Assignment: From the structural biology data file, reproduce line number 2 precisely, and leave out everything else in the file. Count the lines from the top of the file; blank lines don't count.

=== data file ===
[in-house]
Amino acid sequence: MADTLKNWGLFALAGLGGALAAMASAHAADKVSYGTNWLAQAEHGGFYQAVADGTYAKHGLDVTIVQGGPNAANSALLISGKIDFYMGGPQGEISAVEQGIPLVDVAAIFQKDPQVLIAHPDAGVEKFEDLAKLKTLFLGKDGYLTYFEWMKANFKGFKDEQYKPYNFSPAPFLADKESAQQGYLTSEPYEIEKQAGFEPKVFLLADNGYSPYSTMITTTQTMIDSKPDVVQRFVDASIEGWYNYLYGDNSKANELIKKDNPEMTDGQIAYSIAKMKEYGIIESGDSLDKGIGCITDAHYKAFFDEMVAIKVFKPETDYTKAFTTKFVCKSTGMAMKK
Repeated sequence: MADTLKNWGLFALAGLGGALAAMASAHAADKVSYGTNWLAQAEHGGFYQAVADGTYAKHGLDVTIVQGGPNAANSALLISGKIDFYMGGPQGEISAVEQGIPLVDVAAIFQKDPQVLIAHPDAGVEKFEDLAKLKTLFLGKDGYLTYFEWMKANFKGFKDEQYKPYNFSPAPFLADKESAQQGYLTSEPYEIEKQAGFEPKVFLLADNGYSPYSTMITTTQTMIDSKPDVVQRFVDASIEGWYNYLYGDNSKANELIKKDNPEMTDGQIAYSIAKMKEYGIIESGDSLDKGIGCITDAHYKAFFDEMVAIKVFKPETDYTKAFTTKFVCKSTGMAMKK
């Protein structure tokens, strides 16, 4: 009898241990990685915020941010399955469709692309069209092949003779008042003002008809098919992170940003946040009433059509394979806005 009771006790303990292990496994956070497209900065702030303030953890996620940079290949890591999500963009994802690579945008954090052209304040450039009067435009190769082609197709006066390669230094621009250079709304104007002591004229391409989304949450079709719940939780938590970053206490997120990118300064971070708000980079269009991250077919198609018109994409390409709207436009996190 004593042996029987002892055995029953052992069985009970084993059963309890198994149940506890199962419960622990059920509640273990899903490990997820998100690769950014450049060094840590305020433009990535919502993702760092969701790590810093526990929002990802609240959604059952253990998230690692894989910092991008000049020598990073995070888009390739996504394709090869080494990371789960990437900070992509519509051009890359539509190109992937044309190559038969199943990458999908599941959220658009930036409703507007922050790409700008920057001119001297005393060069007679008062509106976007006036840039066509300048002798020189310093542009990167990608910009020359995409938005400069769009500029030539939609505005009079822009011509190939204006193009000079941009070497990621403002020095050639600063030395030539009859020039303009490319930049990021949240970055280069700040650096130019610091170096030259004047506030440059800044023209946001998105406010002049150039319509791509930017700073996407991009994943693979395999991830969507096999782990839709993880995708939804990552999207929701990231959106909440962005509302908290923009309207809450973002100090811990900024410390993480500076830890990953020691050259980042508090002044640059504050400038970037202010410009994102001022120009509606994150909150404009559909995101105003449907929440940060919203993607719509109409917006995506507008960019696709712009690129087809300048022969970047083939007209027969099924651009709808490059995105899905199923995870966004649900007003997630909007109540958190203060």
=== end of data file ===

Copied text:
Amino acid sequence: MADTLKNWGLFALAGLGGALAAMASAHAADKVSYGTNWLAQAEHGGFYQAVADGTYAKHGLDVTIVQGGPNAANSALLISGKIDFYMGGPQGEISAVEQGIPLVDVAAIFQKDPQVLIAHPDAGVEKFEDLAKLKTLFLGKDGYLTYFEWMKANFKGFKDEQYKPYNFSPAPFLADKESAQQGYLTSEPYEIEKQAGFEPKVFLLADNGYSPYSTMITTTQTMIDSKPDVVQRFVDASIEGWYNYLYGDNSKANELIKKDNPEMTDGQIAYSIAKMKEYGIIESGDSLDKGIGCITDAHYKAFFDEMVAIKVFKPETDYTKAFTTKFVCKSTGMAMKK